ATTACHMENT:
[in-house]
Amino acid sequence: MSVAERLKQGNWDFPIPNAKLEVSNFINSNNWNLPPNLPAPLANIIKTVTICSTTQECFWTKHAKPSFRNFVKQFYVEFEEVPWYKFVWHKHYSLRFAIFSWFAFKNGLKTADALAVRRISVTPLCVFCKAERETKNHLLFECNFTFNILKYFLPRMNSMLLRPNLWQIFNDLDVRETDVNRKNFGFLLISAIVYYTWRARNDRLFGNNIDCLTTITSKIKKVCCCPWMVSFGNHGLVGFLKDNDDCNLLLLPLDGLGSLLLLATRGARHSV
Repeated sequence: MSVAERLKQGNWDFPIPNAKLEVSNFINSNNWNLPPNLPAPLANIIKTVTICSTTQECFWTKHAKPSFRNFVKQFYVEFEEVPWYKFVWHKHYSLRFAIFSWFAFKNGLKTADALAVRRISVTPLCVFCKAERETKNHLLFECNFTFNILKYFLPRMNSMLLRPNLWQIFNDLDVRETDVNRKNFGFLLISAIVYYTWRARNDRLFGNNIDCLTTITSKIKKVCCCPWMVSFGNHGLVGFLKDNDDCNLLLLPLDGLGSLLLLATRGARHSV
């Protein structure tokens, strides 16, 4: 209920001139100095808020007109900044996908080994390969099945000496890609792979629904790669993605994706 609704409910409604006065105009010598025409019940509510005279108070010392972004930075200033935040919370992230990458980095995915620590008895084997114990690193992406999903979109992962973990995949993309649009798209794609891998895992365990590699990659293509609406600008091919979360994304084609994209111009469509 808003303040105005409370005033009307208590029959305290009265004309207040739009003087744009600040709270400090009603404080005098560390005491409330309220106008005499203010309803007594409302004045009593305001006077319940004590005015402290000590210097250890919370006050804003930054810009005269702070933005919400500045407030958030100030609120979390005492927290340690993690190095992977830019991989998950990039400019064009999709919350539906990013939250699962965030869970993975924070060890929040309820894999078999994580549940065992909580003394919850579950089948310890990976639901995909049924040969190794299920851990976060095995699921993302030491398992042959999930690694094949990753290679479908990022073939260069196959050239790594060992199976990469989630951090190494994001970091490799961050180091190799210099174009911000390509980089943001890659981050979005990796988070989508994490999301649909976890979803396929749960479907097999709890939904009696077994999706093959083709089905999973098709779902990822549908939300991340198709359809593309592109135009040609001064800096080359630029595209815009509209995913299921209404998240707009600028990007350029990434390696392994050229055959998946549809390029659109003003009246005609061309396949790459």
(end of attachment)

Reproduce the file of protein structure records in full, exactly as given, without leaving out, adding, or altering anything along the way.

[in-house]
Amino acid sequence: MSVAERLKQGNWDFPIPNAKLEVSNFINSNNWNLPPNLPAPLANIIKTVTICSTTQECFWTKHAKPSFRNFVKQFYVEFEEVPWYKFVWHKHYSLRFAIFSWFAFKNGLKTADALAVRRISVTPLCVFCKAERETKNHLLFECNFTFNILKYFLPRMNSMLLRPNLWQIFNDLDVRETDVNRKNFGFLLISAIVYYTWRARNDRLFGNNIDCLTTITSKIKKVCCCPWMVSFGNHGLVGFLKDNDDCNLLLLPLDGLGSLLLLATRGARHSV
Repeated sequence: MSVAERLKQGNWDFPIPNAKLEVSNFINSNNWNLPPNLPAPLANIIKTVTICSTTQECFWTKHAKPSFRNFVKQFYVEFEEVPWYKFVWHKHYSLRFAIFSWFAFKNGLKTADALAVRRISVTPLCVFCKAERETKNHLLFECNFTFNILKYFLPRMNSMLLRPNLWQIFNDLDVRETDVNRKNFGFLLISAIVYYTWRARNDRLFGNNIDCLTTITSKIKKVCCCPWMVSFGNHGLVGFLKDNDDCNLLLLPLDGLGSLLLLATRGARHSV
């Protein structure tokens, strides 16, 4: 209920001139100095808020007109900044996908080994390969099945000496890609792979629904790669993605994706 609704409910409604006065105009010598025409019940509510005279108070010392972004930075200033935040919370992230990458980095995915620590008895084997114990690193992406999903979109992962973990995949993309649009798209794609891998895992365990590699990659293509609406600008091919979360994304084609994209111009469509 808003303040105005409370005033009307208590029959305290009265004309207040739009003087744009600040709270400090009603404080005098560390005491409330309220106008005499203010309803007594409302004045009593305001006077319940004590005015402290000590210097250890919370006050804003930054810009005269702070933005919400500045407030958030100030609120979390005492927290340690993690190095992977830019991989998950990039400019064009999709919350539906990013939250699962965030869970993975924070060890929040309820894999078999994580549940065992909580003394919850579950089948310890990976639901995909049924040969190794299920851990976060095995699921993302030491398992042959999930690694094949990753290679479908990022073939260069196959050239790594060992199976990469989630951090190494994001970091490799961050180091190799210099174009911000390509980089943001890659981050979005990796988070989508994490999301649909976890979803396929749960479907097999709890939904009696077994999706093959083709089905999973098709779902990822549908939300991340198709359809593309592109135009040609001064800096080359630029595209815009509209995913299921209404998240707009600028990007350029990434390696392994050229055959998946549809390029659109003003009246005609061309396949790459």